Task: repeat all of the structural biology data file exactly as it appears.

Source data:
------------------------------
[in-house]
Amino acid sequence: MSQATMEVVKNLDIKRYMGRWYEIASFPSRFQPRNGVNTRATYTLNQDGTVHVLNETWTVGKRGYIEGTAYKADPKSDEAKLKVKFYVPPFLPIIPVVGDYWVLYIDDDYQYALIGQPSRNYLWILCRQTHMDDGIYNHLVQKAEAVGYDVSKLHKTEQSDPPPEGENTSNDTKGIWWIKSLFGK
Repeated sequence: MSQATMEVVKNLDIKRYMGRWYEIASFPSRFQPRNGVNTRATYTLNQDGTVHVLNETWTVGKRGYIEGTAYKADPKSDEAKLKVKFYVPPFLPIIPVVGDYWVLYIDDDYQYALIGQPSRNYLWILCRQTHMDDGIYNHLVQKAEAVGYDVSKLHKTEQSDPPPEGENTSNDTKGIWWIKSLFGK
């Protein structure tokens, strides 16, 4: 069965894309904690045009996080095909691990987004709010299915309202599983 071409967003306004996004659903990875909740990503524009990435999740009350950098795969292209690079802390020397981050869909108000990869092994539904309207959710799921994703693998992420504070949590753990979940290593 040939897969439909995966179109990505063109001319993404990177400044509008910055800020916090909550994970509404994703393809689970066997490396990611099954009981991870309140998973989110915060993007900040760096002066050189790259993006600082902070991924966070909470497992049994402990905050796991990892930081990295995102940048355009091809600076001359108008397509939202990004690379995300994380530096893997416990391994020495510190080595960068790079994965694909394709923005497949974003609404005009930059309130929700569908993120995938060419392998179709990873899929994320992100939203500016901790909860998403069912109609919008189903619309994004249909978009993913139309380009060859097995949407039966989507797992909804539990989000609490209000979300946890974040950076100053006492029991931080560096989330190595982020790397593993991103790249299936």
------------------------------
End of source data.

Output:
[in-house]
Amino acid sequence: MSQATMEVVKNLDIKRYMGRWYEIASFPSRFQPRNGVNTRATYTLNQDGTVHVLNETWTVGKRGYIEGTAYKADPKSDEAKLKVKFYVPPFLPIIPVVGDYWVLYIDDDYQYALIGQPSRNYLWILCRQTHMDDGIYNHLVQKAEAVGYDVSKLHKTEQSDPPPEGENTSNDTKGIWWIKSLFGK
Repeated sequence: MSQATMEVVKNLDIKRYMGRWYEIASFPSRFQPRNGVNTRATYTLNQDGTVHVLNETWTVGKRGYIEGTAYKADPKSDEAKLKVKFYVPPFLPIIPVVGDYWVLYIDDDYQYALIGQPSRNYLWILCRQTHMDDGIYNHLVQKAEAVGYDVSKLHKTEQSDPPPEGENTSNDTKGIWWIKSLFGK
């Protein structure tokens, strides 16, 4: 069965894309904690045009996080095909691990987004709010299915309202599983 071409967003306004996004659903990875909740990503524009990435999740009350950098795969292209690079802390020397981050869909108000990869092994539904309207959710799921994703693998992420504070949590753990979940290593 040939897969439909995966179109990505063109001319993404990177400044509008910055800020916090909550994970509404994703393809689970066997490396990611099954009981991870309140998973989110915060993007900040760096002066050189790259993006600082902070991924966070909470497992049994402990905050796991990892930081990295995102940048355009091809600076001359108008397509939202990004690379995300994380530096893997416990391994020495510190080595960068790079994965694909394709923005497949974003609404005009930059309130929700569908993120995938060419392998179709990873899929994320992100939203500016901790909860998403069912109609919008189903619309994004249909978009993913139309380009060859097995949407039966989507797992909804539990989000609490209000979300946890974040950076100053006492029991931080560096989330190595982020790397593993991103790249299936």